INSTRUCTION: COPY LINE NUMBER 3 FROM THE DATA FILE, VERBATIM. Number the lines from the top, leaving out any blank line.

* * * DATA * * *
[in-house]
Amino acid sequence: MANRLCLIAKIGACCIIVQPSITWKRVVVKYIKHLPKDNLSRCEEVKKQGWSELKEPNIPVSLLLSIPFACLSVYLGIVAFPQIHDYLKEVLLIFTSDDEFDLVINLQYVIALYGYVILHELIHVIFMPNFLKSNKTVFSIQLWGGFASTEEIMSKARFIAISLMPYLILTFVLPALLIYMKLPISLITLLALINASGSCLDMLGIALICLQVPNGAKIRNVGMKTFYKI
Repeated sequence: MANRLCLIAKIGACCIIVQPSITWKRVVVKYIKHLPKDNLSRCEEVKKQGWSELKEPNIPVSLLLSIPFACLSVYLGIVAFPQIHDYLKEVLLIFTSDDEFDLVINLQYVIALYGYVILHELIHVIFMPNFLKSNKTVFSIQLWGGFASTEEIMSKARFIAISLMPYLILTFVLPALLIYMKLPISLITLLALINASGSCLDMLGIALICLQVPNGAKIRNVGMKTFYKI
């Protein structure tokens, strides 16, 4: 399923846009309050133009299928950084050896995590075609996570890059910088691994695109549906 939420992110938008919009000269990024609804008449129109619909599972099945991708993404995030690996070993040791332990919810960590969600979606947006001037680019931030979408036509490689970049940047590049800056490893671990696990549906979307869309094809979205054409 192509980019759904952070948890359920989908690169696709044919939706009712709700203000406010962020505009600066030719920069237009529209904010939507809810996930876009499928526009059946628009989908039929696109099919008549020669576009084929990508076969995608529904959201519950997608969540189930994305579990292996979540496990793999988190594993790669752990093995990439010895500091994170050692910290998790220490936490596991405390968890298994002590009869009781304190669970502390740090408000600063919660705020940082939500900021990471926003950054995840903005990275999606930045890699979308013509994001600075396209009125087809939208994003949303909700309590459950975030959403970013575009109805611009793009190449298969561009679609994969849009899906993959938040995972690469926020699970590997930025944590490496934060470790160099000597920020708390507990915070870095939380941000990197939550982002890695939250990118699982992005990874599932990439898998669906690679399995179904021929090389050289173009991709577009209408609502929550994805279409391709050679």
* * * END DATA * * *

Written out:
Repeated sequence: MANRLCLIAKIGACCIIVQPSITWKRVVVKYIKHLPKDNLSRCEEVKKQGWSELKEPNIPVSLLLSIPFACLSVYLGIVAFPQIHDYLKEVLLIFTSDDEFDLVINLQYVIALYGYVILHELIHVIFMPNFLKSNKTVFSIQLWGGFASTEEIMSKARFIAISLMPYLILTFVLPALLIYMKLPISLITLLALINASGSCLDMLGIALICLQVPNGAKIRNVGMKTFYKI